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  • Writer's pictureVillanova Sports Law Blog

College Football Meets Coronavirus

Updated: Feb 12

By: Amanda Daoud

With the Coronavirus silencing sporting events over the past few months, many events have transpired. On January 13th, LSU defeated Clemson 42-25 in the presence of nearly 77,000 fans packed into the Mercedes-Benz Superdome. Sounds like a lifetime ago, right? The thought of being surrounded by many people in today’s world seems unimaginable. It was an exciting day for many.

Purple and gold streamers filled the stadium as Joe Burrow, LSU’s quarterback and the reigning Heisman Trophy winner, put on a show nobody would ever forget. The city of New Orleans came to life that night as celebrations traveled from the stadium to Bourbon Street. Some of us took the day for granted, which is reasonable. Who would have thought football the following fall would potentially be cancelled?

It is now September, the leaves are beginning to change, the weather is cooling down and school is back in session – fall is almost here. Typically, this is one of the most exciting times of the year. College football fans would be back in the routine of tailgate traditions and gameday celebration. Not only has the pandemic put a damper on spring sports, but now, it is affecting the remission of fall sports as well.

The past few months have been a whirlwind for the NCAA to say the least. The association has left it up to the commissioners of each conference to decide what would be best for their football players. While some conferences, such as the Big Ten and Pac-12 have based their decisions to not play based on the science of the Coronavirus, other conferences have weighed in player opinions along with public officials of their different schools’ communities.

Prior to the ACC decision electing to play, Clemson quarterback and widely favored first overall pick of the 2021 NFL draft, Trevor Lawrence, petitioned on his Twitter asking the ACC to allow his school to play. In his Tweet, Lawrence said, “People are at just as much risk, if not more risk, if we don’t play. Players will all be sent home to their own communities where social distancing is highly unlikely and medical care and expenses will be placed on the families if they were to contract COVID-19.

From a financial standpoint, Tuscaloosa, AL Mayor Walt Maddox said that football is necessary for his city’s economy. Without it, there would be a direct economic impact of $200 million, forcing many mom and pop shops to close.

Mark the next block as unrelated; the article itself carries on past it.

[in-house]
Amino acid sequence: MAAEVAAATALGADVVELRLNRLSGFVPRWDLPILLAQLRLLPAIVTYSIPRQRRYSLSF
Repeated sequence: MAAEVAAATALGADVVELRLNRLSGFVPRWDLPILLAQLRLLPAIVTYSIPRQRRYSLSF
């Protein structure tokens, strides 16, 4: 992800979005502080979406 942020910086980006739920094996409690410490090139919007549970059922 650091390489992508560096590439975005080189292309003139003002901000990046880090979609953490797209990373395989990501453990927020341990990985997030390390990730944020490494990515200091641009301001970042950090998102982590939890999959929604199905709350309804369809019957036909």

The conferences that have decided to play are participating under extreme safety protocols. For their protection, players, and coaches must wear masks while on the sidelines, stadiums must operate at a minimal fan capacity and most importantly, teams are only allowed to play other schools within their conference (with the exception of Notre Dame joining the ACC.)

While the majority of teams required their players to sign waivers, a big concern that has not been resolved is: who would be liable if a player contracted the Coronavirus and became extremely ill? Although reports and scientific facts show that the virus favors elderly and high-risk, immunosuppressant people, there are still is a slight probability that a player could come in contact, especially with new reports showing the virus may be responsible for causing myocarditis (inflammation of the heart) in asymptomatic football players. 

Despite the safety protocols put in place, many players and coaches failed to follow wearing masks while on the sidelines since beginning their season. Clearly the conference commissioners and higher authority need to step in and strictly enforce these restrictions if they teams intend to have a full season. The virus is known to spread quickly; if one team member contracts it, then he is puts the rest of the people on the field at risk not only their his team but also the opposing teams. By signing the waivers, these players are not only stating that they are aware of the COVID-19 risks, but that they will fulfill their duty of taking the required safety protocols that are necessary to play. Without players taking that contract seriously, the seasons may be cut short.


[1] Bill Feig, Can LSU football repeat as national champions? A look ahead at 2020 betting odds, The Advolcate (January 14, 2020),

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